Monday, April 23, 2012

Imaginary Friend

** (2 stars out of 5)

Troi is counselling Ensign Sutter's young daughter Clara, who has an imaginary friend named Isabella.

In the FGC-47 Nebula, yet another tiny Tinkerbell hops aboard, eavesdrops on Geordi and Data speaking fluent nerd for as long as it can stand, then listens in on Dr. Crusher matchmaking Nurse Ogawa until it rolls its non-existent eyes, and finally cruises through Clara Sutter's head and manifests as Isabella.

Turns out Isabella is a bossy-boots. She tries to get Clara into a mild amount of trouble, running in the halls, filling up on too much replicated juice, and taking down the Forehead of Security with tiny fists to the groin.

Sutter, worried about how much he has moved Clara around, thus depriving her of lengthy friendships, talks to Geordi. La Forge was also bounced around the fleet with either his exobiologist dad or his command officer mom. He mostly saw those tough transitions as adventures. Much like this conversation, nothing was resolved, but time was filled!

Now a nascent bad-ass hanging around in bars, Clara talks to Guinan, who relates the wonder of her imaginary childhood friend, a Tarkassian Razor Beast with spiny wings, a terrifying smile, and a furry belly to curl up on. Also irrelevant, but darn, can that Guinan spin a yarn!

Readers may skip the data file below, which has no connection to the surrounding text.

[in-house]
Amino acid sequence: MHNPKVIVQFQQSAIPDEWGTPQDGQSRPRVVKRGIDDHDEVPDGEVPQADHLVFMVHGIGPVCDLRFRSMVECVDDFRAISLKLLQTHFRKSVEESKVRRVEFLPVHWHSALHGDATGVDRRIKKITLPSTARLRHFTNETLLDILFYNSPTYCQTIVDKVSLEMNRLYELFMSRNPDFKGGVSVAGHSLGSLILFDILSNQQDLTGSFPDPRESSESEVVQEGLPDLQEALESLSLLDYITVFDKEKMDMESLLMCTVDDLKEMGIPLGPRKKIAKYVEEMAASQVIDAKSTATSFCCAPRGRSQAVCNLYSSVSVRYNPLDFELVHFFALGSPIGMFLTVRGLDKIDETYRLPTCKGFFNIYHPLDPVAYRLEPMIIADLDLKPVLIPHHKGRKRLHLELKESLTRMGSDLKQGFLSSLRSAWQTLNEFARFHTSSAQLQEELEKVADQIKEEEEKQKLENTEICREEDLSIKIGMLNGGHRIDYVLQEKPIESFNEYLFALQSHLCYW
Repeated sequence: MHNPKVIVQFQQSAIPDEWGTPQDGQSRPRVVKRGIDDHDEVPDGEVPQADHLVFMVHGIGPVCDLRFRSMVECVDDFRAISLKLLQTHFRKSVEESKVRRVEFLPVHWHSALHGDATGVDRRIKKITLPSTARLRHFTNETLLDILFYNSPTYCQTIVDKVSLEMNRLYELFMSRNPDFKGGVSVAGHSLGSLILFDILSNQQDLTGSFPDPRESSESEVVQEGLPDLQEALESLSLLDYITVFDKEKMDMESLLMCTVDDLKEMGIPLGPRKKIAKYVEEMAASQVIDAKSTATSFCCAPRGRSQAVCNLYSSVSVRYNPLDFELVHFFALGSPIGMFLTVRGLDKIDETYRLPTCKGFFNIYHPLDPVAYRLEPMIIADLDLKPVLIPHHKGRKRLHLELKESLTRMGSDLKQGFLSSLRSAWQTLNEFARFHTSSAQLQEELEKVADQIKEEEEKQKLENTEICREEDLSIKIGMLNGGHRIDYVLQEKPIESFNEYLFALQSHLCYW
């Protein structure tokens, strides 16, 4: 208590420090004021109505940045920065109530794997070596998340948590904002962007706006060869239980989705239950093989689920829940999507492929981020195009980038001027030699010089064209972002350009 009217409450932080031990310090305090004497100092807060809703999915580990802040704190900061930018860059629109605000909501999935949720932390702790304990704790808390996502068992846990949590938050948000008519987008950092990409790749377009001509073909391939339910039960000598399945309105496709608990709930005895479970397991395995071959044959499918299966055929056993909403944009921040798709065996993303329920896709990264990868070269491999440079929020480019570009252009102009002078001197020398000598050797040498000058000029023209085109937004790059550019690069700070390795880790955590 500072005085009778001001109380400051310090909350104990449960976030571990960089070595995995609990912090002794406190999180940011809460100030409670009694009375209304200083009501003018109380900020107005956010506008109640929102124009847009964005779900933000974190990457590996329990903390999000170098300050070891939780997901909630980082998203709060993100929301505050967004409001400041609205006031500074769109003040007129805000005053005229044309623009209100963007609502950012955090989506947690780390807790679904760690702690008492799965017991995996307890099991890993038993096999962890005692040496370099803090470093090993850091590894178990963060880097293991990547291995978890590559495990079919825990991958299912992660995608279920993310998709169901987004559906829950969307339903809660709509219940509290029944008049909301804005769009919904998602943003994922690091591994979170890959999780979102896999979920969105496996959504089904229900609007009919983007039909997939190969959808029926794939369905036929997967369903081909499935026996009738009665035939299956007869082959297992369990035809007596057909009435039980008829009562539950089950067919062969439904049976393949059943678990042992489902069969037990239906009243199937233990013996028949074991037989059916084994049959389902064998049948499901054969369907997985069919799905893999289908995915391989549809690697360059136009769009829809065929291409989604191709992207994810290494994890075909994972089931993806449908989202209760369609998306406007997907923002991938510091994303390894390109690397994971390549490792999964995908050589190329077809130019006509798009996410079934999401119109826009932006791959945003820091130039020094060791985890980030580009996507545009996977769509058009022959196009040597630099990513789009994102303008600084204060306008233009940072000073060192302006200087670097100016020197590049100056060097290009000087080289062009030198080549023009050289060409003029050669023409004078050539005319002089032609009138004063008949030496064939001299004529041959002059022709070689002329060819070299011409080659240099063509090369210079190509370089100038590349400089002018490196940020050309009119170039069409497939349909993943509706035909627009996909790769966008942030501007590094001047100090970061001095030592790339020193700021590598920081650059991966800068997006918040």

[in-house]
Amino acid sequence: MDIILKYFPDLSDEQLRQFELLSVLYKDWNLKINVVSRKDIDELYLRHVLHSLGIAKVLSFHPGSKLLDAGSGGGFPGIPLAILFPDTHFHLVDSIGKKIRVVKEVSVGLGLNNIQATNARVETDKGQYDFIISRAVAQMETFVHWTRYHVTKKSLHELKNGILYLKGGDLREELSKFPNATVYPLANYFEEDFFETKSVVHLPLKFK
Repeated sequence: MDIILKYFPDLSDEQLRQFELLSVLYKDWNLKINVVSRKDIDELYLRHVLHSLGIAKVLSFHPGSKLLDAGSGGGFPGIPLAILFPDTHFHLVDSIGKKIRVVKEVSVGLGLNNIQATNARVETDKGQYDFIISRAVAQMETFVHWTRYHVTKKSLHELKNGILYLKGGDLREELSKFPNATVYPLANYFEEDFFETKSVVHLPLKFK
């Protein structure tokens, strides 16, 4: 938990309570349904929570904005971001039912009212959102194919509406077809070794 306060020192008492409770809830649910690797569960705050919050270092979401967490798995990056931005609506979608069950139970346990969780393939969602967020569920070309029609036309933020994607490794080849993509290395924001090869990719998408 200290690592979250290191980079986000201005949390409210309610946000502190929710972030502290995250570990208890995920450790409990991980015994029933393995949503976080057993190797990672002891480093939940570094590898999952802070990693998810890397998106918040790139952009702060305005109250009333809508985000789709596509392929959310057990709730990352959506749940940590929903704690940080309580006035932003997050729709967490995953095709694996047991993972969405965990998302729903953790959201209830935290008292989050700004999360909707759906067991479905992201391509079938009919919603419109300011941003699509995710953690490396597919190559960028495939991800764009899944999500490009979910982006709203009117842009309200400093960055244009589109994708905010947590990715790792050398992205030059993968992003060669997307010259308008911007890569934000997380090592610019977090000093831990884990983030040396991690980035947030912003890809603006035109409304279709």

Isabella gets Clara in trouble in the Children's Centre, by invisibly wrecking Alexander's clay chalice in ceramics class. Pottery! The skill of a warrior born! No wonder he's such a jerk to Clara today. Poor Alexander's probably bored silly most of the time.

Isabella, briefly left unattended in favor of a corporeal Klingon boy, has bypassed 'miffed' and settled on murderous fury toward Clara as a reasonable response.

While Troi makes a condescending closet search for the Isabella Monster, it blasts the counsellor in the heart. More of the plasma strand beings attack the ship from outside. They demand an end to nap-time and all the crayons they can eat!!!

Picard makes a plea to Isabella for understanding. He attempts to explain how the apparently unfair world of the parent is restrictive only for the child's protection. (You know, because Picard's a wizard at parenting.) Somehow, this is good enough for the plasma beings, who elect not to kill them after all. (What's with these bodiless light bulbs and all the rage?)

"Isabella" and Clara hope to see each other again one day. But you know they'll only lose touch, periodically poke each other on FriendFace, and occasionally chatter on Chitter.

 "Imaginary Friend" was credited to at least five people. Maybe that's a bad sign. Too Many Cooks Shift the Blame, and so forth. They also say 'never work with kids and animals', but the fact is, kid shows work just fine if you respect your characters and your audience. This one just isn't a great example.

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